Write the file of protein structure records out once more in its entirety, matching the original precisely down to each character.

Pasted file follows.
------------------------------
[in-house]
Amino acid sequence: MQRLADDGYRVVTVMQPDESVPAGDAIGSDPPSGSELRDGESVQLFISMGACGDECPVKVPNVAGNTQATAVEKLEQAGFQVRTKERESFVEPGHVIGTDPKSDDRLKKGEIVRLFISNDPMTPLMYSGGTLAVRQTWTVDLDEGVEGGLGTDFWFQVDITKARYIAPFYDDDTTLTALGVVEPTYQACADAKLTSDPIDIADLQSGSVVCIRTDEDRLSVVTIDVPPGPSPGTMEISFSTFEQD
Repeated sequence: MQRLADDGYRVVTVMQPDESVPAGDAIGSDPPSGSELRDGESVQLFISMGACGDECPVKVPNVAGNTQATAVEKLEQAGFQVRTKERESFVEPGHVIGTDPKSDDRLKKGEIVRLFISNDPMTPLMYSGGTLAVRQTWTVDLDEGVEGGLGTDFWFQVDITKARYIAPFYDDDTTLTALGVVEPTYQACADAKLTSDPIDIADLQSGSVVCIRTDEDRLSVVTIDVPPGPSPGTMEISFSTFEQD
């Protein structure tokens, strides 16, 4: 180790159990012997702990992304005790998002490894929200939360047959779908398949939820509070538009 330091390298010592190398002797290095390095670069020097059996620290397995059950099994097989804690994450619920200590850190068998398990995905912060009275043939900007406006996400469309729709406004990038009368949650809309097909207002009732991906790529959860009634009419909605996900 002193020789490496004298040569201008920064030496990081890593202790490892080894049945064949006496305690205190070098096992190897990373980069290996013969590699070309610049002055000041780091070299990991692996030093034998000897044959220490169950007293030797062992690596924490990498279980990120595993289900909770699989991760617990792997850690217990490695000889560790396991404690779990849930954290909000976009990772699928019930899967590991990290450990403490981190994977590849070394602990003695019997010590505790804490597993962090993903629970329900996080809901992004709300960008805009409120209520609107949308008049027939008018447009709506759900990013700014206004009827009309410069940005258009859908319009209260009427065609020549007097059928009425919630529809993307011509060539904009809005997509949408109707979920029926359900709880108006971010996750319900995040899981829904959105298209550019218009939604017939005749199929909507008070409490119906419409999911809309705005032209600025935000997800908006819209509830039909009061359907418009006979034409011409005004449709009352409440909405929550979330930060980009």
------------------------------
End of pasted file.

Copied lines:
[in-house]
Amino acid sequence: MQRLADDGYRVVTVMQPDESVPAGDAIGSDPPSGSELRDGESVQLFISMGACGDECPVKVPNVAGNTQATAVEKLEQAGFQVRTKERESFVEPGHVIGTDPKSDDRLKKGEIVRLFISNDPMTPLMYSGGTLAVRQTWTVDLDEGVEGGLGTDFWFQVDITKARYIAPFYDDDTTLTALGVVEPTYQACADAKLTSDPIDIADLQSGSVVCIRTDEDRLSVVTIDVPPGPSPGTMEISFSTFEQD
Repeated sequence: MQRLADDGYRVVTVMQPDESVPAGDAIGSDPPSGSELRDGESVQLFISMGACGDECPVKVPNVAGNTQATAVEKLEQAGFQVRTKERESFVEPGHVIGTDPKSDDRLKKGEIVRLFISNDPMTPLMYSGGTLAVRQTWTVDLDEGVEGGLGTDFWFQVDITKARYIAPFYDDDTTLTALGVVEPTYQACADAKLTSDPIDIADLQSGSVVCIRTDEDRLSVVTIDVPPGPSPGTMEISFSTFEQD
């Protein structure tokens, strides 16, 4: 180790159990012997702990992304005790998002490894929200939360047959779908398949939820509070538009 330091390298010592190398002797290095390095670069020097059996620290397995059950099994097989804690994450619920200590850190068998398990995905912060009275043939900007406006996400469309729709406004990038009368949650809309097909207002009732991906790529959860009634009419909605996900 002193020789490496004298040569201008920064030496990081890593202790490892080894049945064949006496305690205190070098096992190897990373980069290996013969590699070309610049002055000041780091070299990991692996030093034998000897044959220490169950007293030797062992690596924490990498279980990120595993289900909770699989991760617990792997850690217990490695000889560790396991404690779990849930954290909000976009990772699928019930899967590991990290450990403490981190994977590849070394602990003695019997010590505790804490597993962090993903629970329900996080809901992004709300960008805009409120209520609107949308008049027939008018447009709506759900990013700014206004009827009309410069940005258009859908319009209260009427065609020549007097059928009425919630529809993307011509060539904009809005997509949408109707979920029926359900709880108006971010996750319900995040899981829904959105298209550019218009939604017939005749199929909507008070409490119906419409999911809309705005032209600025935000997800908006819209509830039909009061359907418009006979034409011409005004449709009352409440909405929550979330930060980009």